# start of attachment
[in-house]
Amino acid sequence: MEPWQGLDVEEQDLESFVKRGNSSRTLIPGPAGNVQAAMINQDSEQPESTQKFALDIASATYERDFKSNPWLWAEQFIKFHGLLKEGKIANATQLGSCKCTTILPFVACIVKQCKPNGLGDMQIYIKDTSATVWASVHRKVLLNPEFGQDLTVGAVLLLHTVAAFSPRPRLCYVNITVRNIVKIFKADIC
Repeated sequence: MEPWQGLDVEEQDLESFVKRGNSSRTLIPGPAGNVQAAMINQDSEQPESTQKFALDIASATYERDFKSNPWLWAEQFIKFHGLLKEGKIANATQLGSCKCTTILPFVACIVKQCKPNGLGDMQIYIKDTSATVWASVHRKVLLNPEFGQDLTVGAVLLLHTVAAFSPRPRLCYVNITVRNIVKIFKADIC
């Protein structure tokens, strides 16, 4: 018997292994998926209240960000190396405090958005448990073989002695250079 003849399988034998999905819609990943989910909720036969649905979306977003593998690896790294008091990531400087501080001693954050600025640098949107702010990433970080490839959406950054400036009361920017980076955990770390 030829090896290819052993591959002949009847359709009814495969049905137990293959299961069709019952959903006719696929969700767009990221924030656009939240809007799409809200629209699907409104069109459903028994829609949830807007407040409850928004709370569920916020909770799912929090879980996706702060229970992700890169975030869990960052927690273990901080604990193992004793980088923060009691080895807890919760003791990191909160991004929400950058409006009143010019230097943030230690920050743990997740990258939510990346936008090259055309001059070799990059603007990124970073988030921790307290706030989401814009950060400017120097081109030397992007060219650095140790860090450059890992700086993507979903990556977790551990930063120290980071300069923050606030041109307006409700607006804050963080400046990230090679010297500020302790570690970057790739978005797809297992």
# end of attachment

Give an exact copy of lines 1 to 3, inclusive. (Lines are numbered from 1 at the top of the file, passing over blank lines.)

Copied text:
[in-house]
Amino acid sequence: MEPWQGLDVEEQDLESFVKRGNSSRTLIPGPAGNVQAAMINQDSEQPESTQKFALDIASATYERDFKSNPWLWAEQFIKFHGLLKEGKIANATQLGSCKCTTILPFVACIVKQCKPNGLGDMQIYIKDTSATVWASVHRKVLLNPEFGQDLTVGAVLLLHTVAAFSPRPRLCYVNITVRNIVKIFKADIC
Repeated sequence: MEPWQGLDVEEQDLESFVKRGNSSRTLIPGPAGNVQAAMINQDSEQPESTQKFALDIASATYERDFKSNPWLWAEQFIKFHGLLKEGKIANATQLGSCKCTTILPFVACIVKQCKPNGLGDMQIYIKDTSATVWASVHRKVLLNPEFGQDLTVGAVLLLHTVAAFSPRPRLCYVNITVRNIVKIFKADIC